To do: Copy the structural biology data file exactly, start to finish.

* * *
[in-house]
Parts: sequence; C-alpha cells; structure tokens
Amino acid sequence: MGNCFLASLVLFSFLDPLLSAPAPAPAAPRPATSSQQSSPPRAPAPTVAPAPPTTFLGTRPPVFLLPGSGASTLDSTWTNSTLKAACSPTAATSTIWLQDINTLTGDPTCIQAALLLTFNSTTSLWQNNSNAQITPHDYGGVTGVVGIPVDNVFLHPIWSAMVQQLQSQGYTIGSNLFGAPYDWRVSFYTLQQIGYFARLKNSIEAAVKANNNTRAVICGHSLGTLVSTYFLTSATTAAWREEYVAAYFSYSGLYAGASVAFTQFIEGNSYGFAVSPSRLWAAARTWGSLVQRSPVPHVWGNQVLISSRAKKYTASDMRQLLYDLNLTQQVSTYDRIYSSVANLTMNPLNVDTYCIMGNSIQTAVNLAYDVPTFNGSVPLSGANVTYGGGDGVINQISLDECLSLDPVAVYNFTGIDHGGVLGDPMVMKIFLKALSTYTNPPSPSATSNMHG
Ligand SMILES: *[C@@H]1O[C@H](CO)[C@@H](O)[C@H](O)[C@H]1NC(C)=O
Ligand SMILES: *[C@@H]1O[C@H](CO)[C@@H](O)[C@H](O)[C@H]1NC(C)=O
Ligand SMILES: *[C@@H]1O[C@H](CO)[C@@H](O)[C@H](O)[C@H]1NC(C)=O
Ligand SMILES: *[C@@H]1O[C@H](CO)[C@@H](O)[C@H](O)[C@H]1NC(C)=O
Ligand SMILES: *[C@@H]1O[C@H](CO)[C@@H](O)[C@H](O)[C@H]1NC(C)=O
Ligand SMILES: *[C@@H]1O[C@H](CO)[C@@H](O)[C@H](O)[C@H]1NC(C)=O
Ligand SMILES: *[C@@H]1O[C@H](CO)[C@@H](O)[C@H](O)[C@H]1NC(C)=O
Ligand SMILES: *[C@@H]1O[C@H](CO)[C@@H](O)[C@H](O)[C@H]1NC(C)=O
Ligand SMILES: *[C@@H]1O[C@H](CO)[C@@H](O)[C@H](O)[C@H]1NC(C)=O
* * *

[in-house]
Parts: sequence; C-alpha cells; structure tokens
Amino acid sequence: MGNCFLASLVLFSFLDPLLSAPAPAPAAPRPATSSQQSSPPRAPAPTVAPAPPTTFLGTRPPVFLLPGSGASTLDSTWTNSTLKAACSPTAATSTIWLQDINTLTGDPTCIQAALLLTFNSTTSLWQNNSNAQITPHDYGGVTGVVGIPVDNVFLHPIWSAMVQQLQSQGYTIGSNLFGAPYDWRVSFYTLQQIGYFARLKNSIEAAVKANNNTRAVICGHSLGTLVSTYFLTSATTAAWREEYVAAYFSYSGLYAGASVAFTQFIEGNSYGFAVSPSRLWAAARTWGSLVQRSPVPHVWGNQVLISSRAKKYTASDMRQLLYDLNLTQQVSTYDRIYSSVANLTMNPLNVDTYCIMGNSIQTAVNLAYDVPTFNGSVPLSGANVTYGGGDGVINQISLDECLSLDPVAVYNFTGIDHGGVLGDPMVMKIFLKALSTYTNPPSPSATSNMHG
Ligand SMILES: *[C@@H]1O[C@H](CO)[C@@H](O)[C@H](O)[C@H]1NC(C)=O
Ligand SMILES: *[C@@H]1O[C@H](CO)[C@@H](O)[C@H](O)[C@H]1NC(C)=O
Ligand SMILES: *[C@@H]1O[C@H](CO)[C@@H](O)[C@H](O)[C@H]1NC(C)=O
Ligand SMILES: *[C@@H]1O[C@H](CO)[C@@H](O)[C@H](O)[C@H]1NC(C)=O
Ligand SMILES: *[C@@H]1O[C@H](CO)[C@@H](O)[C@H](O)[C@H]1NC(C)=O
Ligand SMILES: *[C@@H]1O[C@H](CO)[C@@H](O)[C@H](O)[C@H]1NC(C)=O
Ligand SMILES: *[C@@H]1O[C@H](CO)[C@@H](O)[C@H](O)[C@H]1NC(C)=O
Ligand SMILES: *[C@@H]1O[C@H](CO)[C@@H](O)[C@H](O)[C@H]1NC(C)=O
Ligand SMILES: *[C@@H]1O[C@H](CO)[C@@H](O)[C@H](O)[C@H]1NC(C)=O